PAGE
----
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Crucis - Los Delirios Del Mariscal CD (album) cover

LOS DELIRIOS DEL MARISCAL

Crucis

 

Symphonic Prog

4.10 | 114 ratings

From Progarchives.com, the ultimate progressive rock music website

ClemofNazareth
Special Collaborator
Prog Folk Researcher
3 stars For my money Crucis, along with Ave Rock and MIA, represent the gold standard as far as progressive music coming out of Argentina. Each of the three bands was loaded with talented musicians and songwriters, yet each produced only a handful of albums before sadly fading away as the musically prolific seventies wound to an end. Too bad in each case, as I think all of these guys could have produced many more albums of quality progressive music has they been able to survive the eighties.

I would say Crucis is distinguished from the other two bands mentioned here (as well as from most of their Argentinean brethren) thanks to the level of complexity present in their music and the attention to detail applied to every note. It surprised me how rich the songs on this album end up sounding considering there are only four guys playing here, and half of them make up the bass/drum rhythm section. So what does that leave? Well, guitar and keyboards of course, and both are leveraged to the hilt. Keyboardist Anibal Kerpel both alternates and layers Moog, Hammond and a newly-added Fender Rhodes throughout, which combined with Pino Marrone’s guitar accompaniment ends up at times sounding vaguely like mid-seventies Santana music, but without the heavy emphasis on Afro-Caribbean rhythm and percussion. At other times there’s more of a symphonic sound ala Salem Hill or MIA. Throughout the album the arrangements the music takes on a mild fusion edge, but especially on the title track and toward the end of “Pollo Frito”.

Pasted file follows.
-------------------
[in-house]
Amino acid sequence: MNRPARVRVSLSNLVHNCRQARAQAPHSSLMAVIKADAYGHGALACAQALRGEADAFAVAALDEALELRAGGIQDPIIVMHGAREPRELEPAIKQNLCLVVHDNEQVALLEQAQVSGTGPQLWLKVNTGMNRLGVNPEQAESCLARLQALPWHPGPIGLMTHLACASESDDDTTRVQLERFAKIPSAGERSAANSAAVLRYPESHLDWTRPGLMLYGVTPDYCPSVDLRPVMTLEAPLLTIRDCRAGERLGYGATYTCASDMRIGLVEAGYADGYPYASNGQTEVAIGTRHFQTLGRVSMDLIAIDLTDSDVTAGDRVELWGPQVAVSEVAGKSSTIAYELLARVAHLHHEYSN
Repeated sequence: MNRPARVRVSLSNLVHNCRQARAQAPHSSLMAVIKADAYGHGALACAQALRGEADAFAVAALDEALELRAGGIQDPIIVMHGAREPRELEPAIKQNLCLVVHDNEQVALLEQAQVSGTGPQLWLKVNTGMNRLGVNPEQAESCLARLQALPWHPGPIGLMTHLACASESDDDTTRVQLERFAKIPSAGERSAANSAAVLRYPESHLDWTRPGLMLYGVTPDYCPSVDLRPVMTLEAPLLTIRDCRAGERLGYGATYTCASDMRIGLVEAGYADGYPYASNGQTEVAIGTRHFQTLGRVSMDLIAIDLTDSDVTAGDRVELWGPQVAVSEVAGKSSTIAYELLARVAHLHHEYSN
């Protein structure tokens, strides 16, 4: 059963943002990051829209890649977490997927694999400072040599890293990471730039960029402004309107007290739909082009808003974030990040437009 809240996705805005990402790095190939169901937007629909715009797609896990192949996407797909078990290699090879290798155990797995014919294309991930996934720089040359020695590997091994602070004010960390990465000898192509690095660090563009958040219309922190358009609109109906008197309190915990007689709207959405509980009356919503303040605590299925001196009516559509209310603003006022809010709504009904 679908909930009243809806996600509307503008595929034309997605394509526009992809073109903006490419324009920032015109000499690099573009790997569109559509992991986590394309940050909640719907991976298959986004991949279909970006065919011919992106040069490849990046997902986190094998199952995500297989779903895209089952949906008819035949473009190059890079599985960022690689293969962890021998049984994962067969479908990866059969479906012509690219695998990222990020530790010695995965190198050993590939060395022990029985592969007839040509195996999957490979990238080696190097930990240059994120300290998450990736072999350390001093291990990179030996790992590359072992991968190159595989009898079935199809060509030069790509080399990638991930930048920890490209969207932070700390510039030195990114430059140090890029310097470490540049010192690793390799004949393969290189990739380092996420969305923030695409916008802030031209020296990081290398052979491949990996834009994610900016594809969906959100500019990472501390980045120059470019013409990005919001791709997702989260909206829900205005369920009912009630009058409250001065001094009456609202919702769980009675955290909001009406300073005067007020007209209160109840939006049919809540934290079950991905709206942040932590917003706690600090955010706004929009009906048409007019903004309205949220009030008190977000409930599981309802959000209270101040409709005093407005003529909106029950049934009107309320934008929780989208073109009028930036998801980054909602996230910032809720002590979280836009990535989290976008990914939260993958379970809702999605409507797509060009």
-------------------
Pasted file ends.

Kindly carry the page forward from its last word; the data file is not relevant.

The band’s one weakness is there vocals as they have no dedicated or accomplished singer at their disposal. That was a mild annoyance on the debut album but is largely eliminated as a problem here since three of the four tracks are instrumentals, and what singing there is on “No me Separen de Mi” is deemphasized and wisely brief.

The heavy-hitter here is the more than twelve-minute “Abismo Terrenal”, a lengthy yet high-energy that is basically an extended yet carefully arranged ‘jam’ session that really only has one tempo shift to drum/bass around the ten minute mark before returning to the main guitar riff and a regrettably cheesy blues rock-like finish. I would have liked to have heard something more representative of the band’s considerable compositional talent reflected in the weak ending, but this is a great example of the potential of these four musicians.

There are a few things that work against this being worth considering as any kind of masterpiece. First, although there is limited singing on the album, what is there is somewhat flat and unexceptional. The lack of continuity in the music’s complexity on “Abismo Terrenal” and the title track is a very minor issue but bears noting. And finally the very short length of the album (thirty-four minutes) is a disappointment. I’m not sure if they couldn’t afford more studio time or simply didn’t have enough ideas to fill am entire record, but the four tracks here just don’t feel like a whole album. They had the same problem on their first album.

I love Crucis’ music and would certainly recommend you buy this one if you ever stumble across it, but I think the nineties compilation CD ‘Kronologia’ (which features both of their studio albums in their entirety) is a much better bargain than the two separate studio releases. In any case a rating system fails us again as this is a very clear 3.5 star recording; but considering the cumulative weight of the aforementioned detractors for the album I’m going to round down and say this is a very strong three star release.

peace

ClemofNazareth | 3/5 |

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